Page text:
Art dealer Niall Fairhead is leading a new campaign to persuade the Government to raise the Artist’s Resale Right threshold from €1000 to the €3000 stipulated by the European Commission.
Mr Fairhead, who spearheaded a similar
campaign this time last year by setting up an online petition and
persuading thousands of people to send specially designed postcards
to then culture secretary Jeremy Hunt, says recent surveys by the
leading trade associations show how badly the industry is being
The costs and administrative burden
for both dealers and the collecting societies far outweigh any
benefits to artists below the €3000 threshold, he says. And he
added that the latest survey figures show just how "grossly
inaccurate" the Design and Artists Copyright Society (DACS) were in
underestimating these costs when persuading the then Labour
government to lower the anticipated threshold from the €3000
stipulated by the EC Directive to €1000 in 2006.
This 'gold-plating' of the Directive
also went directly against Government policy.
In 2005, in the run-up to the levy's
introduction, DACS submitted evidence to the Government claiming
the administrative costs to the trade per transaction for
collecting and paying ARR would be about £1, but even then industry
figures estimated that they would be around £30-40. The latest set
of surveys put it at around £50 - and that is without factoring in
DACS' own costs related to the transactions and
Now Mr Fairhead and fellow dealers
have drawn up a report showing these effects, which they have
submitted to Viscount Younger of Leckie, parliamentary under
secretary of state for intellectual property, in the hope of a
change of heart.
This impact assessment study is being
considered by the Intellectual Property Office, who are keen for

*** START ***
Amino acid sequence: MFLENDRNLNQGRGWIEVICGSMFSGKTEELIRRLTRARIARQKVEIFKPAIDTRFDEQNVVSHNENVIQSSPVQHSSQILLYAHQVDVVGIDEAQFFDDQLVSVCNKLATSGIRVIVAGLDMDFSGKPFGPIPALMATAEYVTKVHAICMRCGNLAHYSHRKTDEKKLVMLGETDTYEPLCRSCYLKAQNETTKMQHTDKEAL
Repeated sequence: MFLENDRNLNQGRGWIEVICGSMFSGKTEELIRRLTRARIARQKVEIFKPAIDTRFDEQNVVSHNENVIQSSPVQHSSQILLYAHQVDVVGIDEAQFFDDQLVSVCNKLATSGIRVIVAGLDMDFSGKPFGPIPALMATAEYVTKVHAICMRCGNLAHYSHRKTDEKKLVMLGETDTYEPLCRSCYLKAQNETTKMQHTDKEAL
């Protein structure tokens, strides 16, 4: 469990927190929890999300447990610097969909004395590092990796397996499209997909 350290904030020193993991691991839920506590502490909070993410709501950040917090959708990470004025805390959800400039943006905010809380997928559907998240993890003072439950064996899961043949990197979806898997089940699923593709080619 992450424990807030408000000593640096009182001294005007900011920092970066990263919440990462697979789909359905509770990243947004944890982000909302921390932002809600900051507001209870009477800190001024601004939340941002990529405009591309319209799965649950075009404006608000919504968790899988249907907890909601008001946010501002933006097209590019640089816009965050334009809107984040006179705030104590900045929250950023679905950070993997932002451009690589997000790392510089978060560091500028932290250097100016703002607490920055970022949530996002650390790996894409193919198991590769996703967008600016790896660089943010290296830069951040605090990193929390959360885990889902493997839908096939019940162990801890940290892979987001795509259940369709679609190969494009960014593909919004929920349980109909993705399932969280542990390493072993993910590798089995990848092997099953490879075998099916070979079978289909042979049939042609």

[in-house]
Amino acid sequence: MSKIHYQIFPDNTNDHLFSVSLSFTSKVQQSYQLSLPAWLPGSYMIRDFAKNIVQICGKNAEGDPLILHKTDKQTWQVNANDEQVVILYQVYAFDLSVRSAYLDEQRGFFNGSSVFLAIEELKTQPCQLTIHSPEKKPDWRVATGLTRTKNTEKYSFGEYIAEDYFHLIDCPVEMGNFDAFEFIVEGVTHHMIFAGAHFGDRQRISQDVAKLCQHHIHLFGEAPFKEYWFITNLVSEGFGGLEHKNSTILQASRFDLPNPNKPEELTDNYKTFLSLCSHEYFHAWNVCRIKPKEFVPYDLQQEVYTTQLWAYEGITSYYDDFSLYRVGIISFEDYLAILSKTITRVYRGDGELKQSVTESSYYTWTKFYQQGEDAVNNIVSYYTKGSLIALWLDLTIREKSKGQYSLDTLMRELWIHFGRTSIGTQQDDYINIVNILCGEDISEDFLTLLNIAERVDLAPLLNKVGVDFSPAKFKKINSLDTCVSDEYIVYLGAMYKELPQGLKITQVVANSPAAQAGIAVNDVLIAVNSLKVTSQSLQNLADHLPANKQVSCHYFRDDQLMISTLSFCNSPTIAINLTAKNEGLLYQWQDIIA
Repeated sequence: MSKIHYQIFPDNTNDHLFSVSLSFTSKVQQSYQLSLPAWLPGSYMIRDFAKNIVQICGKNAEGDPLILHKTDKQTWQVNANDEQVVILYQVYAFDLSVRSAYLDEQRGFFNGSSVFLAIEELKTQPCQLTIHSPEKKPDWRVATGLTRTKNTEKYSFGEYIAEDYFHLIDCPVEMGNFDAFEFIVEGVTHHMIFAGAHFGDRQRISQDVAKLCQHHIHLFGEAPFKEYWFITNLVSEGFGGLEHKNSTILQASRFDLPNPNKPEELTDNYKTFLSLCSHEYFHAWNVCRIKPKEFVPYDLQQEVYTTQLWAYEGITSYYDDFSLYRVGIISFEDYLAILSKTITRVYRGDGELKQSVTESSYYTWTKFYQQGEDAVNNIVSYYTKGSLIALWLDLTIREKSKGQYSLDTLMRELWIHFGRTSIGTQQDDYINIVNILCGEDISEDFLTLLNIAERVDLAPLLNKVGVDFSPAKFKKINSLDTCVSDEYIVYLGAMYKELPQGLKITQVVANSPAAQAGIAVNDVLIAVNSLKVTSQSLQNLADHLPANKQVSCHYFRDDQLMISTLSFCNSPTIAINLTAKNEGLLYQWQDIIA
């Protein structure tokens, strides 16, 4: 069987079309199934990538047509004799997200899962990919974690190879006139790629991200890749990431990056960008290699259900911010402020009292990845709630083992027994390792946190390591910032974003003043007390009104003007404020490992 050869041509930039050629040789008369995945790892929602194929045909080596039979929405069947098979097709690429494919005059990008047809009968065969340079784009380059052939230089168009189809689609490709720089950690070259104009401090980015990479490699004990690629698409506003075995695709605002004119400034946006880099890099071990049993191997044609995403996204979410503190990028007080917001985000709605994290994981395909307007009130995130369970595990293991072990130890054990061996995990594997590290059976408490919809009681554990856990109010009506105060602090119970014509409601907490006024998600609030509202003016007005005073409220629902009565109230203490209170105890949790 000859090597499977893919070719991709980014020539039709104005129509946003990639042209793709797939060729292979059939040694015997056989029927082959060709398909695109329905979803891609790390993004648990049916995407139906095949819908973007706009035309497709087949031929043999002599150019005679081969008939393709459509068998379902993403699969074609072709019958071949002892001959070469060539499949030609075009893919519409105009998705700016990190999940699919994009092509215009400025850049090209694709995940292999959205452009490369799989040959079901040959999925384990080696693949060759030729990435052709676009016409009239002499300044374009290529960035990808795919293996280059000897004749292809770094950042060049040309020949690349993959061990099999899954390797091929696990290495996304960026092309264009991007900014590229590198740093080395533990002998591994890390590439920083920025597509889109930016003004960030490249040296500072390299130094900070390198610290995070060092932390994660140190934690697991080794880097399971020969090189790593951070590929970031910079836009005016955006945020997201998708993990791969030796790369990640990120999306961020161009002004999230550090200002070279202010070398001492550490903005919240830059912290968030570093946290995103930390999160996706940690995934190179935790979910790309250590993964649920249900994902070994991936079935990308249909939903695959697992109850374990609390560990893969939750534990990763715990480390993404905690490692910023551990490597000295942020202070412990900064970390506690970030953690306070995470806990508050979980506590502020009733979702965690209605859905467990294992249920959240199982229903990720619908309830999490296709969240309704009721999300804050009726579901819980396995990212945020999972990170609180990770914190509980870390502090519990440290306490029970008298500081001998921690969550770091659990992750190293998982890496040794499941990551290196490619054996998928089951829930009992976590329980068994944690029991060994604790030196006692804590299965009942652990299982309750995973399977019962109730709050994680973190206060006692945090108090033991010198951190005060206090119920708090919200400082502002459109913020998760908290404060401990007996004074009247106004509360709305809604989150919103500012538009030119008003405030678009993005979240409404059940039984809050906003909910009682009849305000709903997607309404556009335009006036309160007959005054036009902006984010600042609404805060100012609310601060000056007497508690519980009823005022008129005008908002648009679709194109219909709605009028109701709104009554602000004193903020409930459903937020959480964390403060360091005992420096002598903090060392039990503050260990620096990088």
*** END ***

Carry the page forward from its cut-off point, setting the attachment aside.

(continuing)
interested parties to contribute their thoughts and evidence before
the Government assesses the claims further.
A survey of around 20 members of The
Association of Art & Antiques Dealers (LAPADA), The British
Antique Dealers' Association (BADA) and the Society of London Art
Dealers (SLAD) compiled in December 2012 showed it takes an average
of just under an hour and 20 minutes to complete the task of
administering a single transaction involving ARR payment, with the
overall cost averaging £50.85. Earlier surveys showed similar
When it comes to costs incurred by
DACS, their 2010 Westminster Briefing reveals that they made around
29,160 individual payments to beneficiaries, at an average of £360
DACS stress that they are a
not-for-profit organisation, so their 15% fee can be presumed to
reflect the costs of administering the ARR payments. If that is so,
in order to pay out £360, they must have collected £423.50, putting
their collection and distribution costs per transaction at an
average of £63.50.
Together with dealer costs, this makes
an average overall cost per transaction fulfilment of £114.35,
equivalent to more than 30% of the average payment.
This indicates that DACS must be
losing money on lower-end transactions - the sale of a picture at
€1000 generates €40 (around £28) in ARR, for instance - with the
costs far outweighing actual payments to artists.
"The extension of ARR to the work of
deceased artists in 2012 has added to the cost burden, as four
times the number of sales are now liable to ARR than was the case
before," states Mr Fairhead and his colleagues' submission to the
"Small businesses in the art market
were disproportionately affected by the decision to introduce a
lower threshold, since they are most active in the market at lower
He further advises: "There is no
requirement in the Directive to apply ARR to art sales below €3000
and therefore the British Government is free to restore the
threshold without recourse to the European Commission. Doing so
would bring UK law in line with the precise requirements of the EC
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